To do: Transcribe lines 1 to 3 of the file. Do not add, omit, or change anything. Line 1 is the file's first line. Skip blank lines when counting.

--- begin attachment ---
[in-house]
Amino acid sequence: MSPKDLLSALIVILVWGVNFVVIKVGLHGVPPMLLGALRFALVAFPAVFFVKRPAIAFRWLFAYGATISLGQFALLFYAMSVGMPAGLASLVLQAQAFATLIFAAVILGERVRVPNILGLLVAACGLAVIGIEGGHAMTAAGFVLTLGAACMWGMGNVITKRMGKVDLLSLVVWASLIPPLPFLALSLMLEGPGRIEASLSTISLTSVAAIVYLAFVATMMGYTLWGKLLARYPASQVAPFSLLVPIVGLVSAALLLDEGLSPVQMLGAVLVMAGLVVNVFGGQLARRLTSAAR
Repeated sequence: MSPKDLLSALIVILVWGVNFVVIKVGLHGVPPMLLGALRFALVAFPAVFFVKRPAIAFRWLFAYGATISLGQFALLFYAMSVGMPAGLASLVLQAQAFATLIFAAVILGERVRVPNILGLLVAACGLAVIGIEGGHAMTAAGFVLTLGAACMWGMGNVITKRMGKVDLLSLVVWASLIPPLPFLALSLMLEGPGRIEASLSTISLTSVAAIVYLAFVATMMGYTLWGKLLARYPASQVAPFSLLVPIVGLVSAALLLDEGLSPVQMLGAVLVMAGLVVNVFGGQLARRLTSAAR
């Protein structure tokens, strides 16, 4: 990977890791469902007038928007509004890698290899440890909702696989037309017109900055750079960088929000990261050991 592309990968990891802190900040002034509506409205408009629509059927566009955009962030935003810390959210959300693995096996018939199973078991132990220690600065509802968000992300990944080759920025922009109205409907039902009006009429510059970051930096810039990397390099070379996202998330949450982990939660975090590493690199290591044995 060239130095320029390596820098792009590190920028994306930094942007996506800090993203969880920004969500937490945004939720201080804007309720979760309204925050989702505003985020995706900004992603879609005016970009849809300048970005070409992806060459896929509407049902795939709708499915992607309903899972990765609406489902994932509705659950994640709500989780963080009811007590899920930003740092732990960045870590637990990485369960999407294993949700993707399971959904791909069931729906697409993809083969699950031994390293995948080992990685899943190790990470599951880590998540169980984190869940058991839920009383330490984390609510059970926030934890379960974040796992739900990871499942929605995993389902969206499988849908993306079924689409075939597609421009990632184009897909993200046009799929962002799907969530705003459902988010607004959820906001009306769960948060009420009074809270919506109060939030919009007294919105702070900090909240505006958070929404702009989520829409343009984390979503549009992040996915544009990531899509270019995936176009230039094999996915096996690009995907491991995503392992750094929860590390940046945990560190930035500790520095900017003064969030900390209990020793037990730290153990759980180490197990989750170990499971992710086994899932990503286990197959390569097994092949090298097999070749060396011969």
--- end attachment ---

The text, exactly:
[in-house]
Amino acid sequence: MSPKDLLSALIVILVWGVNFVVIKVGLHGVPPMLLGALRFALVAFPAVFFVKRPAIAFRWLFAYGATISLGQFALLFYAMSVGMPAGLASLVLQAQAFATLIFAAVILGERVRVPNILGLLVAACGLAVIGIEGGHAMTAAGFVLTLGAACMWGMGNVITKRMGKVDLLSLVVWASLIPPLPFLALSLMLEGPGRIEASLSTISLTSVAAIVYLAFVATMMGYTLWGKLLARYPASQVAPFSLLVPIVGLVSAALLLDEGLSPVQMLGAVLVMAGLVVNVFGGQLARRLTSAAR
Repeated sequence: MSPKDLLSALIVILVWGVNFVVIKVGLHGVPPMLLGALRFALVAFPAVFFVKRPAIAFRWLFAYGATISLGQFALLFYAMSVGMPAGLASLVLQAQAFATLIFAAVILGERVRVPNILGLLVAACGLAVIGIEGGHAMTAAGFVLTLGAACMWGMGNVITKRMGKVDLLSLVVWASLIPPLPFLALSLMLEGPGRIEASLSTISLTSVAAIVYLAFVATMMGYTLWGKLLARYPASQVAPFSLLVPIVGLVSAALLLDEGLSPVQMLGAVLVMAGLVVNVFGGQLARRLTSAAR